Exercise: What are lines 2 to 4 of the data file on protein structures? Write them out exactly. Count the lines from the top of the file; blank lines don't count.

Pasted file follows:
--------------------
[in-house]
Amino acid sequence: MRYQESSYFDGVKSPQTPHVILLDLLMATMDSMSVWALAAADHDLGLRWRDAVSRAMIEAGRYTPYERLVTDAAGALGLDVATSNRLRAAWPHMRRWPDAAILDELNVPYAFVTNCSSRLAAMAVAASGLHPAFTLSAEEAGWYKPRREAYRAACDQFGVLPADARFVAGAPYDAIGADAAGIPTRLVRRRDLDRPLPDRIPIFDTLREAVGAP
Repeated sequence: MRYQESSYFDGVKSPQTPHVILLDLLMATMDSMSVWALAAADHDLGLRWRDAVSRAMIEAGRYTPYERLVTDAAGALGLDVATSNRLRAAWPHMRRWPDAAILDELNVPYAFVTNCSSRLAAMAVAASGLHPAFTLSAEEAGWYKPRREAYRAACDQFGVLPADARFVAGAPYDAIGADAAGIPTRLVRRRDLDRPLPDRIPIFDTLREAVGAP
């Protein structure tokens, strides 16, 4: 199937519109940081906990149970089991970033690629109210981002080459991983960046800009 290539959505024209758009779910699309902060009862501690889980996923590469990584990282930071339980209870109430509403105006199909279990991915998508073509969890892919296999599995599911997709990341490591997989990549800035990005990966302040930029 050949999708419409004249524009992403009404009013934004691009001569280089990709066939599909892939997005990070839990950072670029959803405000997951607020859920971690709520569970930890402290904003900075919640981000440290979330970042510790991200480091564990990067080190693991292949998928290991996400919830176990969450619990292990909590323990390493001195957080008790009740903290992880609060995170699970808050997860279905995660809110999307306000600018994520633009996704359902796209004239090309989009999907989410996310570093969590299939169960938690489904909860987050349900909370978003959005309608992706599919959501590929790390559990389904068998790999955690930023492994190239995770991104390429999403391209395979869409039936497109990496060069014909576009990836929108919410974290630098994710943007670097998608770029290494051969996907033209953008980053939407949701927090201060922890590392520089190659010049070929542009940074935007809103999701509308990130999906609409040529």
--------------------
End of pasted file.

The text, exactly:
Amino acid sequence: MRYQESSYFDGVKSPQTPHVILLDLLMATMDSMSVWALAAADHDLGLRWRDAVSRAMIEAGRYTPYERLVTDAAGALGLDVATSNRLRAAWPHMRRWPDAAILDELNVPYAFVTNCSSRLAAMAVAASGLHPAFTLSAEEAGWYKPRREAYRAACDQFGVLPADARFVAGAPYDAIGADAAGIPTRLVRRRDLDRPLPDRIPIFDTLREAVGAP
Repeated sequence: MRYQESSYFDGVKSPQTPHVILLDLLMATMDSMSVWALAAADHDLGLRWRDAVSRAMIEAGRYTPYERLVTDAAGALGLDVATSNRLRAAWPHMRRWPDAAILDELNVPYAFVTNCSSRLAAMAVAASGLHPAFTLSAEEAGWYKPRREAYRAACDQFGVLPADARFVAGAPYDAIGADAAGIPTRLVRRRDLDRPLPDRIPIFDTLREAVGAP
């Protein structure tokens, strides 16, 4: 199937519109940081906990149970089991970033690629109210981002080459991983960046800009 290539959505024209758009779910699309902060009862501690889980996923590469990584990282930071339980209870109430509403105006199909279990991915998508073509969890892919296999599995599911997709990341490591997989990549800035990005990966302040930029 050949999708419409004249524009992403009404009013934004691009001569280089990709066939599909892939997005990070839990950072670029959803405000997951607020859920971690709520569970930890402290904003900075919640981000440290979330970042510790991200480091564990990067080190693991292949998928290991996400919830176990969450619990292990909590323990390493001195957080008790009740903290992880609060995170699970808050997860279905995660809110999307306000600018994520633009996704359902796209004239090309989009999907989410996310570093969590299939169960938690489904909860987050349900909370978003959005309608992706599919959501590929790390559990389904068998790999955690930023492994190239995770991104390429999403391209395979869409039936497109990496060069014909576009990836929108919410974290630098994710943007670097998608770029290494051969996907033209953008980053939407949701927090201060922890590392520089190659010049070929542009940074935007809103999701509308990130999906609409040529």